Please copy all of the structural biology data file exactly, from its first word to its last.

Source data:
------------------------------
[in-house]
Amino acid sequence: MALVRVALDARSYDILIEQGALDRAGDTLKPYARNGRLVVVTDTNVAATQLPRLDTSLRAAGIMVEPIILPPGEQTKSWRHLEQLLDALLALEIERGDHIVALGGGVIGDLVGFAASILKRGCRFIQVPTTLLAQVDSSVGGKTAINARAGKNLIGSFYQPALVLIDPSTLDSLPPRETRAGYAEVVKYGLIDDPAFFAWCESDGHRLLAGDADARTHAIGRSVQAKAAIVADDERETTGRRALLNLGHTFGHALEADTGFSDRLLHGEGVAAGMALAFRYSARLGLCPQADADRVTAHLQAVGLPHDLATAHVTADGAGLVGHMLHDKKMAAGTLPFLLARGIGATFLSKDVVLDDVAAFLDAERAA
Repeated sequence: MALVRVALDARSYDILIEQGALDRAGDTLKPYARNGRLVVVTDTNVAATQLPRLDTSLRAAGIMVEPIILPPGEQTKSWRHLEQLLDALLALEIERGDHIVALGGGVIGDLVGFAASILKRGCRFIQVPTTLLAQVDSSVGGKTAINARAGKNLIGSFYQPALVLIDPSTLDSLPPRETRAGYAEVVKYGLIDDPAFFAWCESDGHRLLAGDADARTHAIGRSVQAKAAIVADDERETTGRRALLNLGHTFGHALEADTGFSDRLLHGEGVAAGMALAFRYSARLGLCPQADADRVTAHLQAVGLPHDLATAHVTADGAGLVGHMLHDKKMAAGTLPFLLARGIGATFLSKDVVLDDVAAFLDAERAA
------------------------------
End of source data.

[in-house]
Amino acid sequence: MALVRVALDARSYDILIEQGALDRAGDTLKPYARNGRLVVVTDTNVAATQLPRLDTSLRAAGIMVEPIILPPGEQTKSWRHLEQLLDALLALEIERGDHIVALGGGVIGDLVGFAASILKRGCRFIQVPTTLLAQVDSSVGGKTAINARAGKNLIGSFYQPALVLIDPSTLDSLPPRETRAGYAEVVKYGLIDDPAFFAWCESDGHRLLAGDADARTHAIGRSVQAKAAIVADDERETTGRRALLNLGHTFGHALEADTGFSDRLLHGEGVAAGMALAFRYSARLGLCPQADADRVTAHLQAVGLPHDLATAHVTADGAGLVGHMLHDKKMAAGTLPFLLARGIGATFLSKDVVLDDVAAFLDAERAA
Repeated sequence: MALVRVALDARSYDILIEQGALDRAGDTLKPYARNGRLVVVTDTNVAATQLPRLDTSLRAAGIMVEPIILPPGEQTKSWRHLEQLLDALLALEIERGDHIVALGGGVIGDLVGFAASILKRGCRFIQVPTTLLAQVDSSVGGKTAINARAGKNLIGSFYQPALVLIDPSTLDSLPPRETRAGYAEVVKYGLIDDPAFFAWCESDGHRLLAGDADARTHAIGRSVQAKAAIVADDERETTGRRALLNLGHTFGHALEADTGFSDRLLHGEGVAAGMALAFRYSARLGLCPQADADRVTAHLQAVGLPHDLATAHVTADGAGLVGHMLHDKKMAAGTLPFLLARGIGATFLSKDVVLDDVAAFLDAERAA